ICO regulation varies substantially from a country by country. In many nations, ICO regulation is still being developed. Hence, in some jurisdictions, ICOs fall in a legal grey zone. Some regulators support and encourage ICOs while in other countries they are banned as a risky investment due to many ICOs being a scam.
Below is a list of ICO regulations in several of the important cryptocurrency hub countries.
In the united states of America, ICO regulation can be different in various states although it is generally very strict. The SEC considers all tokens security, therefore all ICOs fall under the same category as other investments and need to adhere to AML/KYC practices.
ICOs are allowed in the European Union, even though they are regulated relatively strictly. All ICO projects must adhere to AML/KYC practices and have business regulations and licenses required in the field of work of a particular project. As such, an ICO company making a banking product is required to have the same permits as a fiat bank would.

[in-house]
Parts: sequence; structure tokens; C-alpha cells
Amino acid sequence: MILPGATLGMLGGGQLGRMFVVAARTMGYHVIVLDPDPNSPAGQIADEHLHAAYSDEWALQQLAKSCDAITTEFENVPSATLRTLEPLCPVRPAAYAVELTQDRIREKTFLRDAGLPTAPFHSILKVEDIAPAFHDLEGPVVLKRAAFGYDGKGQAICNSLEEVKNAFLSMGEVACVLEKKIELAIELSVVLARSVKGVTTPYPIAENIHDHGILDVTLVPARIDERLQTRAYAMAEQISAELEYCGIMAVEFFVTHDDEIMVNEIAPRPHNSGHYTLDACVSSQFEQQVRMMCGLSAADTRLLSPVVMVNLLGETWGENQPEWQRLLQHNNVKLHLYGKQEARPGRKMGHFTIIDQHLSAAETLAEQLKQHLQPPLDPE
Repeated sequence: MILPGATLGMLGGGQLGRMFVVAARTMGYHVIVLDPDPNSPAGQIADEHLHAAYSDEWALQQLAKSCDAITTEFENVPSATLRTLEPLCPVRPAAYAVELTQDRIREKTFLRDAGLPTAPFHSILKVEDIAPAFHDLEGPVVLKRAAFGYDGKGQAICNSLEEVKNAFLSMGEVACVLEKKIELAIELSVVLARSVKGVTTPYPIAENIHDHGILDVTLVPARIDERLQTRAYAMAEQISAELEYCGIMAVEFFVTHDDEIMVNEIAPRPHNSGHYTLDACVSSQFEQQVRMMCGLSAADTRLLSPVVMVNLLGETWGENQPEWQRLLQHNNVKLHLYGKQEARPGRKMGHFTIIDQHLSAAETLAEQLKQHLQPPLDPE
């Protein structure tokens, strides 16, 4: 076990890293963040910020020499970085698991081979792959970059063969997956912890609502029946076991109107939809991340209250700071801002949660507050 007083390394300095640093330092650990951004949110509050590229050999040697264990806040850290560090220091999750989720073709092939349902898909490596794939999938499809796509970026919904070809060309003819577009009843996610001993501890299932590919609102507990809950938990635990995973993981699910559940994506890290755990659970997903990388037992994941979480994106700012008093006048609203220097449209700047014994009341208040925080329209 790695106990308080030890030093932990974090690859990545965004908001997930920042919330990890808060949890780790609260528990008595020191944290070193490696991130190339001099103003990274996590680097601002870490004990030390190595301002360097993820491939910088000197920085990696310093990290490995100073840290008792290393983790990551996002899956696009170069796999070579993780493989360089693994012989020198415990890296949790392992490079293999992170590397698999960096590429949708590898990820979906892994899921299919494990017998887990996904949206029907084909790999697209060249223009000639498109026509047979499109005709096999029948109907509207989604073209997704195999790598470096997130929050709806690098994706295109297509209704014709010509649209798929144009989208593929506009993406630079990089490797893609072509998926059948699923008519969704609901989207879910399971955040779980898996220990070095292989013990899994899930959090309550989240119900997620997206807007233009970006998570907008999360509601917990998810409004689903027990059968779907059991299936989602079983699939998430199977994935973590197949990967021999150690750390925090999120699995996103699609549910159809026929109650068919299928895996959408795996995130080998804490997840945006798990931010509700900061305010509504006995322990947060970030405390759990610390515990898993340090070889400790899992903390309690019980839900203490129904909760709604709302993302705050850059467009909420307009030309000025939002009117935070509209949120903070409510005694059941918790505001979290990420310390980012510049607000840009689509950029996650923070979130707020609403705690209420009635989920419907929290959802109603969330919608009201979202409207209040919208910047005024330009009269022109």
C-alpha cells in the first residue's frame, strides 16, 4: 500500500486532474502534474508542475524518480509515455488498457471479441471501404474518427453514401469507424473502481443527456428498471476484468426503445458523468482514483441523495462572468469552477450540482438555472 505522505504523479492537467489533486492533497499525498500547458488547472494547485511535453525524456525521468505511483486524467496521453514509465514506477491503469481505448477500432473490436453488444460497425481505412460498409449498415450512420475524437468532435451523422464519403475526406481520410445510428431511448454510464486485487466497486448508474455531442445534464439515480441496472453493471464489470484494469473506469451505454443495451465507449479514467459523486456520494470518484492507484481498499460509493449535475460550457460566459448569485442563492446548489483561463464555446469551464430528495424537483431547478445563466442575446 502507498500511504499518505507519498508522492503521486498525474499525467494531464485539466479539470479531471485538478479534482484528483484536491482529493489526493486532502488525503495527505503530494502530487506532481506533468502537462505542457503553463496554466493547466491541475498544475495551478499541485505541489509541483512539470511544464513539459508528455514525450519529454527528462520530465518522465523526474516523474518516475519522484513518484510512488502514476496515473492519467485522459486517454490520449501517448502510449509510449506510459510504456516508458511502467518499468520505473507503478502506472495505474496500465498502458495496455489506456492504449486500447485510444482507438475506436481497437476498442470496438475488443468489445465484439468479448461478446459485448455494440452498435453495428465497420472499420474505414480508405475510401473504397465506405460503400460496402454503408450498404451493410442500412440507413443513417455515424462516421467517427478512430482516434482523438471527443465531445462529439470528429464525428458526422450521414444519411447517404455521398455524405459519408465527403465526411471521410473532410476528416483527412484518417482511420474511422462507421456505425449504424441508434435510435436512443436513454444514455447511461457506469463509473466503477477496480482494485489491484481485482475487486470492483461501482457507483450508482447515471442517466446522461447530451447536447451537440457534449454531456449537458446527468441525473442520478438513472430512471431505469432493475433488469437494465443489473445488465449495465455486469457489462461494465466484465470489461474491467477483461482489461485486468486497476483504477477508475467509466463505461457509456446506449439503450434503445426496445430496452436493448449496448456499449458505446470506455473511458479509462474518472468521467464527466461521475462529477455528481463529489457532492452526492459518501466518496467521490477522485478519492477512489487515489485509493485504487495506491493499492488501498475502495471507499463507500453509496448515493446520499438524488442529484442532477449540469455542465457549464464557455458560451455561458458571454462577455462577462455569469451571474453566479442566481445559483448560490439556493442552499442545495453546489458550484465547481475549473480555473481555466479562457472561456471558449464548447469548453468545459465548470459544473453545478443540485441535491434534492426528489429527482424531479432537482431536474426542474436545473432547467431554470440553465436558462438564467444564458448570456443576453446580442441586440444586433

The United Kingdom currently categorizes altcoins as “Private Currency,” or in other words, a currency that can only be spent within a project or business. ICOs are able to take advantage of this but not for much longer as propper ICO regulations are currently being developed.
SImilar to the United Kingdom, ICOs are currently allowed in Japan. However, The Financial Services Agency is now working on regulations that will reinforce the requirements for ICOs to adhere to the KYC/AML practices.
China regulators have comprehensively banned all ICO projects while requesting businesses that have already conducted a successful ICO to return all funds to investors.